by the Church authorities for co-operating in providing increased educational
facilities for the children of Dominica, One such offer was to set up a primar:r
school in Roseau for boys, particularly those who do not at the moment attend
any school and are in imminent danger of becoming delinquents. The proposal wes
for the Christian Brothers who now run St. Mary s Academy to undertake the
management of this boys primary school much in the same spirit and after th;.
pattern of Sister Borgia s famous St. Martin school for girl. This offer wa's
turned down by the Government authorities some time ago.
One must consider this a most unfortunate step by the authorities of Govern-
ment. It puzzles me when I try to imagine on what grounds such an offer can be
refused when I see the hordes of boys of school age roaming the streets anui
open spaces of the city during school hours. Nho would not grasp at any ofier to
try and solve this problem? Yet, as in so many other(thiu-ps, ruth apuns:&BLIIranger
than fiction. (Continued on Page Four)

Saturday November 15 1969


Pa e*<3 T(wo

Saturday,November 16,1969


Prince Philip certainly started a
lot of talk when he gave a televis-
ion interview in NBC's 'Meet the
Press',. recorded when he was in
Washington last week to meet Pres-
ident Nixon.
According to BBC news, the Duke said
that the Royal Family is sorely
pressed financially, and "we may
have to move into smaller premises -
who knows," He declared that royal
allowances had not changed for 18
years and expenses were very high.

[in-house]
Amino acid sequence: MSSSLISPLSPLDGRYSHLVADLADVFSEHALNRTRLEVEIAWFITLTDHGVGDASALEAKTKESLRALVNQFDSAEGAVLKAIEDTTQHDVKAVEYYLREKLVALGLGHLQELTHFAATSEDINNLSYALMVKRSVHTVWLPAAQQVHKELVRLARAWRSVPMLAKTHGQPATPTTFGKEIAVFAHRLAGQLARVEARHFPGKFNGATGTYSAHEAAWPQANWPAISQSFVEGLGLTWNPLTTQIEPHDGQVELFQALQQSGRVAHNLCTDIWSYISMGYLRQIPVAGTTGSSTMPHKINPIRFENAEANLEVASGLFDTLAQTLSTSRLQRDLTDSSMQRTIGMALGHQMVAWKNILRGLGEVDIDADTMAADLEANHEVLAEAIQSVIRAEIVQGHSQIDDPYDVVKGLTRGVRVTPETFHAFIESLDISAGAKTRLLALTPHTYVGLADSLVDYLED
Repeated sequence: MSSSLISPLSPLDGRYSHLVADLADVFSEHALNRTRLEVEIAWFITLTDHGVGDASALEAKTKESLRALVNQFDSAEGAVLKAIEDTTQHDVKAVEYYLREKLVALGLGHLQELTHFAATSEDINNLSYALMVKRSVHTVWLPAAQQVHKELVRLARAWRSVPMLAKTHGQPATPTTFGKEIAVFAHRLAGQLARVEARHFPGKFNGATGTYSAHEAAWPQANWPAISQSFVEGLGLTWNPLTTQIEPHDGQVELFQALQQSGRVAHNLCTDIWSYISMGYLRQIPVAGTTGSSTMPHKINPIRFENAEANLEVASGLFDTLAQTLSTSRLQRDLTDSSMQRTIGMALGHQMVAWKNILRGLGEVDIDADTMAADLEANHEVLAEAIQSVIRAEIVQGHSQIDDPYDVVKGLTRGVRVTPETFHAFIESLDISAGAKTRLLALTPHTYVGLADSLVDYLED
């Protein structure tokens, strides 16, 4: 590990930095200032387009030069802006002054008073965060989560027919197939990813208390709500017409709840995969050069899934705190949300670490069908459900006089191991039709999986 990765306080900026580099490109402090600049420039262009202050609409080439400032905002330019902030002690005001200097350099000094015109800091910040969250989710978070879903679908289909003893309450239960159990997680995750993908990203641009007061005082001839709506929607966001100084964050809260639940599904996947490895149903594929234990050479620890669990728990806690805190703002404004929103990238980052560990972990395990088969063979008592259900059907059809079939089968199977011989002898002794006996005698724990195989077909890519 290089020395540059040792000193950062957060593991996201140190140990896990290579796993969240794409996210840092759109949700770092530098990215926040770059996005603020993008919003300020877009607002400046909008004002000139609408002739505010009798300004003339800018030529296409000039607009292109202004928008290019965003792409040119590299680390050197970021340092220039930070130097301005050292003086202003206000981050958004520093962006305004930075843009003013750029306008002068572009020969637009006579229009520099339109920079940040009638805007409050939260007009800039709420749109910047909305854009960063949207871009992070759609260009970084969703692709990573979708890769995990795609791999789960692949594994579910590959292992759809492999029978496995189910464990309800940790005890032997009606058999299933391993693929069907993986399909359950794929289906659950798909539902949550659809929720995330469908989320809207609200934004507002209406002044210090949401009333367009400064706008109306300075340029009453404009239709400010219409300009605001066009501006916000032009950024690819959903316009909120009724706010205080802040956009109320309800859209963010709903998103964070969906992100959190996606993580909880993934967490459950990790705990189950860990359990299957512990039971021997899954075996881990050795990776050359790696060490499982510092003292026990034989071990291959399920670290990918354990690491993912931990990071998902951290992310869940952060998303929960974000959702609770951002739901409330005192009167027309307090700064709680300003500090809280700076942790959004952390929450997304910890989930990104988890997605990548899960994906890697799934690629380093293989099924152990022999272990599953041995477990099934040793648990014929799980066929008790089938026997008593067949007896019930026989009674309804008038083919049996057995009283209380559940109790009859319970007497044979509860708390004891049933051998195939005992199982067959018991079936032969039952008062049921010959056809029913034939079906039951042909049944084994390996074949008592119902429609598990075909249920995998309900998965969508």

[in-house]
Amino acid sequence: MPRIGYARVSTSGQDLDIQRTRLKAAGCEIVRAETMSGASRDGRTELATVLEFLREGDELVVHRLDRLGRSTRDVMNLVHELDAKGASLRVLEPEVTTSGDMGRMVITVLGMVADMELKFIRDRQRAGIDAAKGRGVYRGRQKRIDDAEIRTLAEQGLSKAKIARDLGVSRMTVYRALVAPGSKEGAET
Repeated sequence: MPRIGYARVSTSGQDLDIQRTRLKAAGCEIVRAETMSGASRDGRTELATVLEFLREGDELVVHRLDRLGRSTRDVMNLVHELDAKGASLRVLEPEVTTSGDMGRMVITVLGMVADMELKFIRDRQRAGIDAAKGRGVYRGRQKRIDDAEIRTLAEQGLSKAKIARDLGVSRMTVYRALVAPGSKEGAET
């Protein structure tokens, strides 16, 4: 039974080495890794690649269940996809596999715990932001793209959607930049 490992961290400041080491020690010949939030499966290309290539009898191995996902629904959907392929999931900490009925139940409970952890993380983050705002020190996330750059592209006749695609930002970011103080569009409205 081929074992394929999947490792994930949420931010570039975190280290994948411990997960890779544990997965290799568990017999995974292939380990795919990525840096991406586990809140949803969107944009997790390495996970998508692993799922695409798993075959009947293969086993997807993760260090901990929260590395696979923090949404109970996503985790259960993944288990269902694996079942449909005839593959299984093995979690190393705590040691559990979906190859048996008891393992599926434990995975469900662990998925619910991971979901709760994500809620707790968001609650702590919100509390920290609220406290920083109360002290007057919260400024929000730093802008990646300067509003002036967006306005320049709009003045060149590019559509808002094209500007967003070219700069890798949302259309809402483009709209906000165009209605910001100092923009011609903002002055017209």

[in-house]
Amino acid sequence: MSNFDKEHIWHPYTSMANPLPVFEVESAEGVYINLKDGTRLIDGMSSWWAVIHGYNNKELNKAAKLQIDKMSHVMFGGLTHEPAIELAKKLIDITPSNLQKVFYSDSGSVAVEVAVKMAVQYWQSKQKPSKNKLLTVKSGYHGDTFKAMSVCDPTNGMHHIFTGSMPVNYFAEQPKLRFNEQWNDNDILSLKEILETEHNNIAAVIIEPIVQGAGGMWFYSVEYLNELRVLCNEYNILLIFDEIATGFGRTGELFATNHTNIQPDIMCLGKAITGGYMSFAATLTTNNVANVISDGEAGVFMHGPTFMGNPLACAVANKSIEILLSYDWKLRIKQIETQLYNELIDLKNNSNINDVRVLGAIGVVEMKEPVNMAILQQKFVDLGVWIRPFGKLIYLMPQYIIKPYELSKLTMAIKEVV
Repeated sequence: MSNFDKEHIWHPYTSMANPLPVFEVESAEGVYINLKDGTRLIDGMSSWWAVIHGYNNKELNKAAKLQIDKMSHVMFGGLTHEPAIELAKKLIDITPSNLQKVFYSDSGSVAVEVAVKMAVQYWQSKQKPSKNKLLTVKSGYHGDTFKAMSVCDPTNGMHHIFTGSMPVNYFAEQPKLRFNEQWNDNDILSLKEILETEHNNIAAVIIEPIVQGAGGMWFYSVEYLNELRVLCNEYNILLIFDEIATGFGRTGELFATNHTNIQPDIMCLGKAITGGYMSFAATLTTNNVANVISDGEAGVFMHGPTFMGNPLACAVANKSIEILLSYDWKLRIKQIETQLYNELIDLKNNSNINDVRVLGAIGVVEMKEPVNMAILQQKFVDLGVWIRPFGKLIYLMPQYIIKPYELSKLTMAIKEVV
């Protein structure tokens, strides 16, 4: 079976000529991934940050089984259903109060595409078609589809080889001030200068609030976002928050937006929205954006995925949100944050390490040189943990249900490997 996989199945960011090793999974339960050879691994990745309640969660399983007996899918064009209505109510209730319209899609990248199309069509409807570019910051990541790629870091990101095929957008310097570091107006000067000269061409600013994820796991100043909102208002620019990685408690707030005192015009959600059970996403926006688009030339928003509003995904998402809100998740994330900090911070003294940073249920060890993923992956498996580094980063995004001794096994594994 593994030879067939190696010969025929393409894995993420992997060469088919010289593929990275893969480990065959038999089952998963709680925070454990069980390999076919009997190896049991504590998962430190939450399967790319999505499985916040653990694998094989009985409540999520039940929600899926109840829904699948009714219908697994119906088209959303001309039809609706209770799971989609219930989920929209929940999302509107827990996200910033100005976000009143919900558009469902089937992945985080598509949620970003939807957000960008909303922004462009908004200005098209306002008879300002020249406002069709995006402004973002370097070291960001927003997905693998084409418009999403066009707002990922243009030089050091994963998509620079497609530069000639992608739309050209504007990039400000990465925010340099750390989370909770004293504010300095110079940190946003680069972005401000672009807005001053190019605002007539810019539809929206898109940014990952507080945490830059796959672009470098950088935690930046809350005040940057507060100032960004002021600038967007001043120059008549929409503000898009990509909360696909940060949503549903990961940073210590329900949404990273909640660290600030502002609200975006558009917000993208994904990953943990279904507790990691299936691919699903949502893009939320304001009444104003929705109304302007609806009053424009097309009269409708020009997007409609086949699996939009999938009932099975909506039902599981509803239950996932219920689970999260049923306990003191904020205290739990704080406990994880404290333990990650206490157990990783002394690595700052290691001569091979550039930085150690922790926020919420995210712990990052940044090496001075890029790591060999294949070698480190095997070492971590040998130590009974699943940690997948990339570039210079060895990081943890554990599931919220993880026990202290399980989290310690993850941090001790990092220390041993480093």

The idea of abdication was denied
by the Duke, but one report said
he talked around it, saying: "it
has its attractions I am not sure
-that the advantages outweigh its


WNd, -

V"- Z-'

A fvxoMe was created. in tI-I JioOUS
of Goaonsa on VUe aubject, MrflHa
old 3,-Isozi. stated a 30100t
Camik ttee 'would be appointed tO
go int'o the questions Off rOYal
~ etol.; that the allowan-
wasvmld 'be un.6ban gd this ar
probably ev-ised next yearo
Meanwhile %Meer Elizdabeth d~ecora-
ted 165 peraone including Jk.euters
'.2orreapondent. Anthony Gray (OBi )
'for ciasrge and ffortitud*.

Schildusul of Applicaticn for Cetrficate of Title and Notnlgs&
Otreon and Ca-veazs for wveek emiing I )vh day of Sep7_, 1969a
Date Requested Person Presentina I Nature of request Whetti
e r a Certificate of TitI-
aeNoing thereon or Cavea~4
PuRcqest for the iscat
Arodpyof to I f A First Ccortih~r
by ''jib Q01n of Title in respect of a
rr..sed be 9,:h lot of iand at 'Thibaud,
iay of Sept., l.%9 Jener 13S. M, Axmouc in the Parish of St.
a3 Aniarw, in- tle Abasiuetd
AState c' of niona
ing S.333 square feet art
bounded a. foii
iNortherly: I-and of Mathurin Masslcot. Southerly: .Lnd A
Austin- Vidal and Ural 80-10K, E-vlseiy, Land d Robe'
Thornas. VWezeet-ly: Land of Augustmne Francois, Alphe
i Felncols & Robert Thomas.
Registrar's 0frice, Mona Rigsby jarnfes, if-
Rsauo inia 968. Registrar ofTitles.~ T[

Schciul'e (of Apjthcati,,T fr : crtffitcc io -t Oile and Notin>s there-
on and Cav~cals for vepk ~('i; Bt-4 is iB. f63
Iw~ipi~L~rroonis 4ay of Nov., 1969.
Dbai VCi lersoa Preienting INatuz oa requc-rt wthieff
a -4C~erfiisate of Title Of
SNoine thuc;ron Caveat

~~~o da Foxi ta.Ccrt!ZrcAt
5 t h d ay o f H o v. A oi T ftl t i n r e sp ec t o f 4
1961. !7thoh prinf land t Berat
Ciinio id 'h i Village in the Parish of St.
day oaf FiW, M61 Cilms A.M. the Aszoggiated
StaS~te of oormrsica.contain_
ing ,'2.384 ac re t t ,d
I)Imfrd as a follow%:-
;'Nonth by land of Uv encen Abrahami. South %by a Public Road
nd Iknd of )Ohn EdH.rd.. East by a Dry Ravian separating It
from Hampsa-d Estate. West by land of Stelnford Fk-iar..

regis ran's Office,
~osf aul, Domir~lca. 1 98.

Mana. Rlg-by James, ,
Registi. sr of Tlzese. y

JNOTE: Any person who. desires to object to the issuing of a
.ertifica;-e of title on the above oplicatiortmay enter a Caveat
in the above office within six weeks from the Idate of the First
appearance of i:his schedule in the STAR Newspaper published
in this State or from the date when the notice prescribed by